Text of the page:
Art & Design Movements

Flower frogs reached their height of popularity during the first half of the 20th century. Looking at how their design changed over the years, you can see the influence of popular art and design movements.

This page presents a brief description of each of these movements accompanied by photographs of representative flower frogs.


Art Nouveau – 1890 to 1910

Art Nouveau reflects natural forms with curvaceous, flowing lines such as those found in flowers and full-figured women.

From the collection of Betty Burnsed

By L. C. Tiffany, photo courtesy pryankee on eBay

Arts and Crafts – 1880 to 1920

The Arts and Crafts movement rejected the decline in standards of materials and construction that had become the norm in factory-produced home furnishings. It represented a return to handwork, skilled craftsmanship, and attention to design. The excessive ornateness of the Victorian era gave way to the value of simplicity, utility, and the inherent beauty of the materials.

Click on Photos to Enlarge


The first two Rookwood flower frogs present simple forms in matte glazes indicative of the movement, while the second two present beautiful designs in semi-gloss and gloss glazes without being ornate.

Art Deco – 1920 to 1940

Art Deco is represented by bold, often machine-like geometric forms, and equally bold colors. And, of course, by the stylized dress of the period.

From the collection of Betty Burnsed

Catalina Island Pottery flower frog 158-A in Monterey Brown in bowl 204 from the collection of Dan & Jane Austin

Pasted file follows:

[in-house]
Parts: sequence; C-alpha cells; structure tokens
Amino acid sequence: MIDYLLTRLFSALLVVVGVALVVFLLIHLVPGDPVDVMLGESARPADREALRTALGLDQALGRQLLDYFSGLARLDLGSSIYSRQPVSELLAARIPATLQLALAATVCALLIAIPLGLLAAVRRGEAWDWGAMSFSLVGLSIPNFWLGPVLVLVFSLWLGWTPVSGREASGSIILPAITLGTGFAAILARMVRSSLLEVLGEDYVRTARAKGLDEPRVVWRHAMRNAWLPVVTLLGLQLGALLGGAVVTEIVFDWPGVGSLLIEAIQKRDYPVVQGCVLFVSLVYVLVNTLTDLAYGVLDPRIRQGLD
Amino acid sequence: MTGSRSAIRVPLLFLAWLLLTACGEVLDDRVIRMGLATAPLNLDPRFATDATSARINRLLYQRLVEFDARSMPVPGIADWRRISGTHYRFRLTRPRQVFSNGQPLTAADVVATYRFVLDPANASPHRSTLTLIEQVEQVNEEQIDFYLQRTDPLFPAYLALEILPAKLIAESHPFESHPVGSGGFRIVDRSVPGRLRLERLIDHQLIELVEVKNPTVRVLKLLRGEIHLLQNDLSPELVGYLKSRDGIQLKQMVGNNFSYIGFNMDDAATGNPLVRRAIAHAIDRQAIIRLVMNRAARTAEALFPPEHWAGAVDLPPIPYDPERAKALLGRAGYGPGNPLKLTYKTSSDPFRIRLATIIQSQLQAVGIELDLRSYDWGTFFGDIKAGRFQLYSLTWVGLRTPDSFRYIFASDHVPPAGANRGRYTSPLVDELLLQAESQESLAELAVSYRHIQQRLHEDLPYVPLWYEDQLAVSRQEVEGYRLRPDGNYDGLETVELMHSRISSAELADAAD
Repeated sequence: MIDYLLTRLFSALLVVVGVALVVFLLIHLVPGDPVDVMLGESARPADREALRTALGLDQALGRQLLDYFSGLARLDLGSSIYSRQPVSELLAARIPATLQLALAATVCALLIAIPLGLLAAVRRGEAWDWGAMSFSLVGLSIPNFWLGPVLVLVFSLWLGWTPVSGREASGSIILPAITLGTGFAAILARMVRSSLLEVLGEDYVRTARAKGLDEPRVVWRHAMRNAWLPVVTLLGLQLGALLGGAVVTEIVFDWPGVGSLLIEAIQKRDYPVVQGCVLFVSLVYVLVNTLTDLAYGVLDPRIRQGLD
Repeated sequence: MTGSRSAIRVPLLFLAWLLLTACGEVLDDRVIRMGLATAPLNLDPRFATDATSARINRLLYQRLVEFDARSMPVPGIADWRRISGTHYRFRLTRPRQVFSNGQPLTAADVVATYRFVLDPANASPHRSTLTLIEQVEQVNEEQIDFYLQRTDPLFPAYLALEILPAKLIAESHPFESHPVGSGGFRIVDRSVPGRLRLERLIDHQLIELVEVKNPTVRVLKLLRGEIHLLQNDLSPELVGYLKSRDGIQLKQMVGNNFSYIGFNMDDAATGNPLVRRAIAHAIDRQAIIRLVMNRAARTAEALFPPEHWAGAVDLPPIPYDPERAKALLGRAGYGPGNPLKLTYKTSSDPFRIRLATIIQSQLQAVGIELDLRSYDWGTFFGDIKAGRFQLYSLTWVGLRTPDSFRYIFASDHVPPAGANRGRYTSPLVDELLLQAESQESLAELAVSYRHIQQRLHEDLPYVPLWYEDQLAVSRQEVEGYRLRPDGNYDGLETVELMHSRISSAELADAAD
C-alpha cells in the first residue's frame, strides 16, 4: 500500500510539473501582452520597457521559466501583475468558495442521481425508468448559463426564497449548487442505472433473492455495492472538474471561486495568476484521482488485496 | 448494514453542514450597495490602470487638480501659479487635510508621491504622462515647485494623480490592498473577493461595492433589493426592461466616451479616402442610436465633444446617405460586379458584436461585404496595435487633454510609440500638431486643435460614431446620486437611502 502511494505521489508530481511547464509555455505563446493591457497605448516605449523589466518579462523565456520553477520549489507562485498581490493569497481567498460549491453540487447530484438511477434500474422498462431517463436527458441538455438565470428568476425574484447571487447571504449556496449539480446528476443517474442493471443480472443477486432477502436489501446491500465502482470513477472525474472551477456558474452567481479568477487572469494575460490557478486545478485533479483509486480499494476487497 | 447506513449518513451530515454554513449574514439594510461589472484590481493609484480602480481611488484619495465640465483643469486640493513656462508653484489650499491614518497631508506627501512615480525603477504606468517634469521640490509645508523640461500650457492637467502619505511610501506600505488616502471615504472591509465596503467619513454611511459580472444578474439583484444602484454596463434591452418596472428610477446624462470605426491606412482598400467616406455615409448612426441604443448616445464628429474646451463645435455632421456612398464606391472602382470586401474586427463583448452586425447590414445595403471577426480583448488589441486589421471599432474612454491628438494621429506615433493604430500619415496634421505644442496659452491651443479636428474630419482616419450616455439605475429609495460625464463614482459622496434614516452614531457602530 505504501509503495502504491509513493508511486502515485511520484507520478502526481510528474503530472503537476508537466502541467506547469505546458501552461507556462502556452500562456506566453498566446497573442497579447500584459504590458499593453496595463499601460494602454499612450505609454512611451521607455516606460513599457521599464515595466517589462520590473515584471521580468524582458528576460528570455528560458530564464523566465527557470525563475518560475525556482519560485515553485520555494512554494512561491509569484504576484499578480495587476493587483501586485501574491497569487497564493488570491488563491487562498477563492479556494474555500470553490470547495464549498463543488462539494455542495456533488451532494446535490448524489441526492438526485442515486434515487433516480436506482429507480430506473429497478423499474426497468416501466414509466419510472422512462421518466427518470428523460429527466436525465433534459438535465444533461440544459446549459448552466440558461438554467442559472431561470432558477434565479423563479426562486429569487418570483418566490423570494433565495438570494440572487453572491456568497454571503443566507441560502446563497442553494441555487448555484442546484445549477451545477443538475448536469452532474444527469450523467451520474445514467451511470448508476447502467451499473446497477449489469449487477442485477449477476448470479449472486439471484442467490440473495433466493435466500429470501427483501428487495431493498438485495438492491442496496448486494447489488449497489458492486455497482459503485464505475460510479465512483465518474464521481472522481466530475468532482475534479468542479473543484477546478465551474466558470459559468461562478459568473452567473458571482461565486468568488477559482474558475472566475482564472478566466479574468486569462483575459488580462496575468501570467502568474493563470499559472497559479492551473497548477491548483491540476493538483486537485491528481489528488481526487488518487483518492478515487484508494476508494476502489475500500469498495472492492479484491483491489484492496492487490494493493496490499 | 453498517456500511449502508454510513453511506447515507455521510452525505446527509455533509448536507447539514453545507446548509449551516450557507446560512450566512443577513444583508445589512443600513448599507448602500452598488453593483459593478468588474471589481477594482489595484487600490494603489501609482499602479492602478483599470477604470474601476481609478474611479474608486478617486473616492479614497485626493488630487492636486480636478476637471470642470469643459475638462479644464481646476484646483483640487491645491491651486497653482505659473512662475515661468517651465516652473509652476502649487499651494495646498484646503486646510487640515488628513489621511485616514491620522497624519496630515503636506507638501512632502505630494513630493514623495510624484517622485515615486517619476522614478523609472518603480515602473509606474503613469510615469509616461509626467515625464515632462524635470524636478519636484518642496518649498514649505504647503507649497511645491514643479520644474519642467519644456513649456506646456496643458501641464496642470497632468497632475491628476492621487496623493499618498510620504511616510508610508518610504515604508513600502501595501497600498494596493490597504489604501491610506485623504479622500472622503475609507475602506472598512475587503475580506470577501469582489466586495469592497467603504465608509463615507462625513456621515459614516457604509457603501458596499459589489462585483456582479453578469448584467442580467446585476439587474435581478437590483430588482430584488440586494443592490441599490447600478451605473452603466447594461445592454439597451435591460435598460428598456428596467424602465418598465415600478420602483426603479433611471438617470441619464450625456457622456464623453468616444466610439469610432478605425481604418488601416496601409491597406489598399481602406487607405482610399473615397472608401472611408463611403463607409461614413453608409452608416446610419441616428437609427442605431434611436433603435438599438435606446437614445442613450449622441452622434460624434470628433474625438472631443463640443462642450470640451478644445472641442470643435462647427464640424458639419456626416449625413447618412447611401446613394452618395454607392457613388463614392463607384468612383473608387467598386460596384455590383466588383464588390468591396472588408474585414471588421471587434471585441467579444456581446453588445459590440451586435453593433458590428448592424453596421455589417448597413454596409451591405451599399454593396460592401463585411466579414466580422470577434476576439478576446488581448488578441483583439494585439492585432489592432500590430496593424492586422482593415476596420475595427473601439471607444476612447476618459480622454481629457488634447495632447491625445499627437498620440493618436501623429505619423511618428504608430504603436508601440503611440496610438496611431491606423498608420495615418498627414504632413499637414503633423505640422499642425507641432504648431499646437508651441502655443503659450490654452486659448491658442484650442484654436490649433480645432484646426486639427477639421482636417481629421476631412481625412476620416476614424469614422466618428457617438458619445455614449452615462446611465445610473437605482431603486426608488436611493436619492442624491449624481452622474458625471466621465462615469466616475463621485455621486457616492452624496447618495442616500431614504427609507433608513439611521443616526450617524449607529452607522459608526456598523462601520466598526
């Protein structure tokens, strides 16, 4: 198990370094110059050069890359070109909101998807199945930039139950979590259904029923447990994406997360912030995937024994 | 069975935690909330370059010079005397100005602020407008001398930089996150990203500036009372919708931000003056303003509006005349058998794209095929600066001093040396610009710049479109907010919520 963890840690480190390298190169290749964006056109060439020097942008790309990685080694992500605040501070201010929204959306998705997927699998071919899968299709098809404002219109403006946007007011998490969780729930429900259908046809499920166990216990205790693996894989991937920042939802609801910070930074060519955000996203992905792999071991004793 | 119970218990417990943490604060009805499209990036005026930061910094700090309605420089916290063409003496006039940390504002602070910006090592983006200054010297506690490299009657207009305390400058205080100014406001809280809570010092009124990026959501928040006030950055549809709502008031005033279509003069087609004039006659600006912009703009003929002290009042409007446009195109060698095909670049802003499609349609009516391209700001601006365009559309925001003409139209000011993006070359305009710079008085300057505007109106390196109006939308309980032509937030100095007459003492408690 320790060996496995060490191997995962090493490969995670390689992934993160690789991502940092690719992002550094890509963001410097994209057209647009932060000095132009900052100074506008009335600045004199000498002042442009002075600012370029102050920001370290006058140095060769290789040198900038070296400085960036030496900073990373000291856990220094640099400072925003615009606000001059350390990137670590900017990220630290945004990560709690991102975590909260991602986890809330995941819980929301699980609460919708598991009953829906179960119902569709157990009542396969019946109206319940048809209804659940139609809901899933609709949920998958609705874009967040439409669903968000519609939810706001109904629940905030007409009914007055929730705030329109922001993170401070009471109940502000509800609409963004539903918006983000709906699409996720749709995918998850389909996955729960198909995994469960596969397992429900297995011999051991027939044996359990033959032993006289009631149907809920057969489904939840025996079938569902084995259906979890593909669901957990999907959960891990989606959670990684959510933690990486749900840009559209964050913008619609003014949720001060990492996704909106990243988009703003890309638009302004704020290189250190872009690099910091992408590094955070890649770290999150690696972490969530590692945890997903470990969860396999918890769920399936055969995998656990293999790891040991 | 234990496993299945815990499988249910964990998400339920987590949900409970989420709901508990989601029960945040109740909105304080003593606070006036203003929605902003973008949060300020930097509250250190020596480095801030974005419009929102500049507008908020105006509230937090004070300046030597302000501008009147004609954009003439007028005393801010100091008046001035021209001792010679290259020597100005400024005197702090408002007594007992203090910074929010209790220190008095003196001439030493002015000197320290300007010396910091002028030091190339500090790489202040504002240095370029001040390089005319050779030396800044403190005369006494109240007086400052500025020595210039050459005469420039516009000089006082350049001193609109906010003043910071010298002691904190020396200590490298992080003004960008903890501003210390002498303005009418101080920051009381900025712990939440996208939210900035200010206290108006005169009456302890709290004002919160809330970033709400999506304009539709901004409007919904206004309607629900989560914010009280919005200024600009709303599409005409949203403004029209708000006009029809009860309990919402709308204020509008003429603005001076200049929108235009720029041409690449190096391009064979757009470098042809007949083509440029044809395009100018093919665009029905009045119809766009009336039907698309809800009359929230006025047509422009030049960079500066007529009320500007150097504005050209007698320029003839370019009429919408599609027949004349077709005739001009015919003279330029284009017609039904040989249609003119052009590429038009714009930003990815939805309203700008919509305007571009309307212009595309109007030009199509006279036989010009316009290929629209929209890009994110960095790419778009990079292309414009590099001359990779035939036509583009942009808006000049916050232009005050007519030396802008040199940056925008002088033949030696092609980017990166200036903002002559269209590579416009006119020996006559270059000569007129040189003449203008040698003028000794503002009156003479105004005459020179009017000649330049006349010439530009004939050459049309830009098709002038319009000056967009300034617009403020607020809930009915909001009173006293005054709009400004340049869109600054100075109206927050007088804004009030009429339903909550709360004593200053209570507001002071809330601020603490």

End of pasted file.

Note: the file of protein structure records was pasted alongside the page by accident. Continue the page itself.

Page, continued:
Boy on Fish by Schweig Mueller from the collection of Nigel Stone

Green cloud glass by Davidson from the collection of Kevin Harper

Frankart circa 1920s from the collection of Kevin Harper

Haeger Potteries No. 10 Round (5") in Catseye glaze from the collection of Peter Christensen

Egyptian Revival – 1922

Egyptian Revival first appeared in Europe as an architectural style after Napoleon's conquest of Egypt in 1798, and then in the United States following the translation of the Rosetta Stone in 1822. But the revival of interest here came with the discovery of King Tutankhamun's tomb in 1922.

Fulper scarabs and female Egyptian figure from the collection of Kevin Mills

A beautiful assortment of Fulper sizes and colors from the collection of Randy Sherman

Mid-Century Modern – 1945 to 1969

Produced from 1945 to 1969 or thereabouts, Mid-Century Modern is characterized by clean, simple lines, without decorative embellishments.

Marked "MADE IN CALIFORNIA," from the collection of Roxanna Groves

Hyalyn "bowling ball" designed by Michael Lax, from the collection of Kathleen James

Royal Haeger RG-53 Compote, photo courtesy bluegoose2 on eBay

From the collection of Georgi King

This is not the most glamorous flower frog in my collection, but I include it here because it is listed in Haeger Potteries' 1950 catalog. That's as mid-century as you can get!